I still remember that when John Glenn, the first American to orbit the Earth, did his three circuits in 1962, it took about ninety minutes per orbit. Apparently that’s still the case, and this video, made from photos taken by the International Space Station, shows a complete orbit in real time. It’s 92½ minutes long, and mesmerizing. You might just want to put it on your screen (leave the music on if you won’t give yourself away!) and let it roll. Matthew, who sent it to me, gives more information:
Made by Seán Doran using NASA images (with a Joyce quote at the beginning). Crank up the sound and watch in full screen, (lasts 90 mins!) Spot the geographical locations, too.
Extra points if you identify the Joyce quote, and super-extra points if you give its significance in the book. Oh, and look below the video for more information from YouTube.
Orbit is a real time reconstruction of time lapse photography taken on board the International Space Station by NASA’s Earth Science & Remote Sensing Unit.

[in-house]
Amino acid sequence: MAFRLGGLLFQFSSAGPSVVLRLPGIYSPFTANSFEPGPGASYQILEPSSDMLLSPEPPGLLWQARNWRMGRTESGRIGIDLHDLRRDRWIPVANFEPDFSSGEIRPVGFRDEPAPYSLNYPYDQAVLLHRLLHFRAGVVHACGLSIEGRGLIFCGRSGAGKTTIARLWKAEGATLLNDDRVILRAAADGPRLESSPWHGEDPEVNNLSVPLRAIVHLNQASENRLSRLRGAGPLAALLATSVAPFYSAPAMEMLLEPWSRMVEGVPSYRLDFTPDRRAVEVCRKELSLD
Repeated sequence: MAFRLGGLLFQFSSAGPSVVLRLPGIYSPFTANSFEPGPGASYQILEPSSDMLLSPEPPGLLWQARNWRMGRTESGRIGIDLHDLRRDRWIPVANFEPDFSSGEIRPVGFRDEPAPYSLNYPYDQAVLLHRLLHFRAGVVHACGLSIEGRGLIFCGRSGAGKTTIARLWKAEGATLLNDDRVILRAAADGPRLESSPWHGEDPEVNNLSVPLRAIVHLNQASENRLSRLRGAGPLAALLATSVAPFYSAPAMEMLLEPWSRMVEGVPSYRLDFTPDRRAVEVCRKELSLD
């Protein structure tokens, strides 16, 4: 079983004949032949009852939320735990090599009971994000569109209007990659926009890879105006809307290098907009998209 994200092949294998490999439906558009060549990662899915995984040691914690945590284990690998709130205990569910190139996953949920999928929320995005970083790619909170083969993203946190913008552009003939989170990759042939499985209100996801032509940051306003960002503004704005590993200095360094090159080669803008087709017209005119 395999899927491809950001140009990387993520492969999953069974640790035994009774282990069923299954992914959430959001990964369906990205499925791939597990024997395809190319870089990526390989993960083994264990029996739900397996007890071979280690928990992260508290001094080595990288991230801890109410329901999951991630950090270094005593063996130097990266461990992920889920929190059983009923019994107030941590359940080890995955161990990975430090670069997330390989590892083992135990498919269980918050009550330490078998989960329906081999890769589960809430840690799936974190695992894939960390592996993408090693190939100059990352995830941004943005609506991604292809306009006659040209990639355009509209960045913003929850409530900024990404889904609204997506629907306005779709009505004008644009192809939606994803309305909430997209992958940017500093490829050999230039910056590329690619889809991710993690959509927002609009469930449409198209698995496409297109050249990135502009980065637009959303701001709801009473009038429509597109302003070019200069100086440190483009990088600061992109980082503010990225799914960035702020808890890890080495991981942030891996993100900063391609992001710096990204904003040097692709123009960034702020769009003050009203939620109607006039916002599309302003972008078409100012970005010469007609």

The structure of the film is built around a nested selection of Phaeleh’s last three albums; Lost Time, Illusion of the Tale & Somnus. The tone & pacing of each track influenced the choice of material used.
Typically each time lapse sequence was photographed at 1 frame per second.
Each sequence was processed in Photoshop. A dirtmap was made in order to repair dust, blemishes and hot pixel artifacts that would otherwise confuse the re-timing phase of the workflow resulting in strobes and distracting blurs.
Image processing techniques were used to emphasize features on the Earth’s surface. Every sequence consists of a number of layers that when masked, processed & blended correctly produce the final look of each shot.
To make sure each sequence was recreated faithfully to the actual rate of speed observed I referenced time-stamps on the first and last frame in the sequence and used frame interpolation software to produce the other 59 frames.
The length of the film is exactly the length of time it takes ISS to orbit the Earth once, 92 minutes & 39 seconds.